I might be old, but I know my music. Here is my brother in 1980's doing early sample music where he had a top 20 in the UK electronic charts using an early video synthesizer by Steve Jones from Fairlight (Australia).


https://www.youtube.com/watch?v=v1Grs5HDXyE
Where do you get the 1982 date? Go Ahead was released in 1979, but the intro for that version is clearly just synthesized sounds. The release in 1994 has what sounds like the cricket chorus. I'm not finding a 1982 release to determine which intro that version may have had.
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Old 22nd February 2021, 09:00 PM   #15
Matthew Ellard
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Originally Posted by DevilsAdvocate View Post
Where do you get the 1982 date?
From memory....which explains the mistake. I didn't have the single but a recording on cassette.

Originally Posted by DevilsAdvocate View Post
but the intro for that version is clearly just synthesized sounds.
I don't think so. It's a heavily processed sample, possibly by Mike Thorne or the band, like the vacuum cleaners on the 154 EP. Wire did use a lot of samples. Both the Wire intro and God's chorus have obvious phasing, tuned samples and signal processing.

What synth would create that sound from scratch in 1979? It isn't FM synthesis or analogue. It may be an Early Fairlight from 1979?


Go ahead Wire / 1979
https://www.youtube.com/watch?v=UoVOwwL7Cic

God's Cricket Chorus
https://www.youtube.com/watch?v=OP6JGlv32nw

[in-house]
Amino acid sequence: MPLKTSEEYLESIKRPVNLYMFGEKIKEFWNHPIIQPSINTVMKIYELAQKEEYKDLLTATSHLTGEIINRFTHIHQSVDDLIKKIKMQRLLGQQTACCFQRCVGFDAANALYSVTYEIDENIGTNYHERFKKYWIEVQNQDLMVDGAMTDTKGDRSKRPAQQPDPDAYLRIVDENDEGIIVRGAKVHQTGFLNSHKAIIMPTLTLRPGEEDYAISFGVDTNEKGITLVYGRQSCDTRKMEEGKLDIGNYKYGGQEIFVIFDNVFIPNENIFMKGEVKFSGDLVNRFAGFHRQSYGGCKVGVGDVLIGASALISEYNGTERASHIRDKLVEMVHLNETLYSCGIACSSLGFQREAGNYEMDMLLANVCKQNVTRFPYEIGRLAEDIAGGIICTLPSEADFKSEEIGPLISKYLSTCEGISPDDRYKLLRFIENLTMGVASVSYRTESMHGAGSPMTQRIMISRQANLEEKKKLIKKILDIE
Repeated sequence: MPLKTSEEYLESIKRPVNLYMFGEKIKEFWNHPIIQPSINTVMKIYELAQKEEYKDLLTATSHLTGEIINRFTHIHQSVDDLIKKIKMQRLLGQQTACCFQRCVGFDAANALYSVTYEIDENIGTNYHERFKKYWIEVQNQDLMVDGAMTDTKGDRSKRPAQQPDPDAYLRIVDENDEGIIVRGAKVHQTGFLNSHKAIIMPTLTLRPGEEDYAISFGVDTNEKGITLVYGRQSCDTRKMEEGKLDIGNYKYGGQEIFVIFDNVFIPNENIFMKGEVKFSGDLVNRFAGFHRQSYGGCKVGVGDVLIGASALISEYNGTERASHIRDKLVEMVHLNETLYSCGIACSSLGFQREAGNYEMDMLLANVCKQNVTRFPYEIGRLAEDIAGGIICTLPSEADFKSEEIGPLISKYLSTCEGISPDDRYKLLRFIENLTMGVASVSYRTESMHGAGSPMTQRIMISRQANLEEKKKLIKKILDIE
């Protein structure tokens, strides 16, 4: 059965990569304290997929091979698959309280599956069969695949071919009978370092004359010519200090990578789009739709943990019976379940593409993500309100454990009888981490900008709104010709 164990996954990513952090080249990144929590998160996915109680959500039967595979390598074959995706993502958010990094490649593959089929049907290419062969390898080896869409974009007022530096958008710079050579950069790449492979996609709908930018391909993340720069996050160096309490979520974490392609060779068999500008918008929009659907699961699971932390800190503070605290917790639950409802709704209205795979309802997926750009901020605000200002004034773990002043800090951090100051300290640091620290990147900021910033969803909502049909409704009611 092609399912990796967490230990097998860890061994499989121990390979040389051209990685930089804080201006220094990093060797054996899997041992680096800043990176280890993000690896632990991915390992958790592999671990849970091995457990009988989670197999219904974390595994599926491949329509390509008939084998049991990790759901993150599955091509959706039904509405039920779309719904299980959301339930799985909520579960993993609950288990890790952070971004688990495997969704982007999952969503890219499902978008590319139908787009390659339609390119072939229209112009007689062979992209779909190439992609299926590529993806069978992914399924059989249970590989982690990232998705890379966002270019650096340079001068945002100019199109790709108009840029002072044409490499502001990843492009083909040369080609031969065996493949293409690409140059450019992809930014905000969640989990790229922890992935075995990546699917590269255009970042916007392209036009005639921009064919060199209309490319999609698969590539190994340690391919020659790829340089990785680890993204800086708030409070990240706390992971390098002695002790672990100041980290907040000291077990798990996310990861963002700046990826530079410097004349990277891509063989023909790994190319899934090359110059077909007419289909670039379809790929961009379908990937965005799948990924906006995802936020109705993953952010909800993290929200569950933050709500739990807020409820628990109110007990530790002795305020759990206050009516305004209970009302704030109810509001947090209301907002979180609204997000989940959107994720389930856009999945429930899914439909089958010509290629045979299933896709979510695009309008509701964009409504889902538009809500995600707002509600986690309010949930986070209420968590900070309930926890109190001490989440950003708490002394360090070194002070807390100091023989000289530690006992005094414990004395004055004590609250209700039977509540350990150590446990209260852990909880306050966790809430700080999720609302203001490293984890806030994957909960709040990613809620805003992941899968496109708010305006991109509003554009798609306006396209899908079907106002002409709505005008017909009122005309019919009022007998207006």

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Old 22nd February 2021, 11:21 PM   #16
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Originally Posted by Matthew Ellard View Post
From memory....which explains the mistake. I didn't have the single but a recording on cassette.

I don't think so. It's a heavily processed sample, possibly by Mike Thorne or the band, like the vacuum cleaners on the 154 EP. Wire did use a lot of samples. Both the Wire intro and God's chorus have obvious phasing, tuned samples and signal processing.

What synth would create that sound from scratch in 1979? It isn't FM synthesis or analogue. It may be an Early Fairlight from 1979?


Go ahead Wire / 1979
https://www.youtube.com/watch?v=UoVOwwL7Cic

God's Cricket Chorus
https://www.youtube.com/watch?v=OP6JGlv32nw
You linked to the 1994 version again. Here is the 1979 version.

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Old 24th February 2021, 04:20 PM   #17
Matthew Ellard
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Originally Posted by DevilsAdvocate View Post
You linked to the 1994 version again. Here is the 1979 version.
That's the live version from the Notre Dame Hall London 1979 live concert. You can hear the backing tape ("sample") slip at the beginning.

https://www.youtube.com/watch?v=K-qTqPoOmTg
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Old 24th February 2021, 04:39 PM   #18
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Well the best way to learn is to ask.

I posted a question on the Wire "Pink Flag" forum. Last time I did that Colin Newman responded, which caught me off guard.

They did use a lot of samples. Here is Colin Newman and Mike Thorne's 1980 album ("A to Z") first track, full of sampled loops.


(My brothers band, Severed Heads, supported Wire in Europe in 1986)

"I've Waited Ages / 1980 / Colin Newman & Mike Thorne
https://www.youtube.com/watch?v=i-eH45_Xq9Q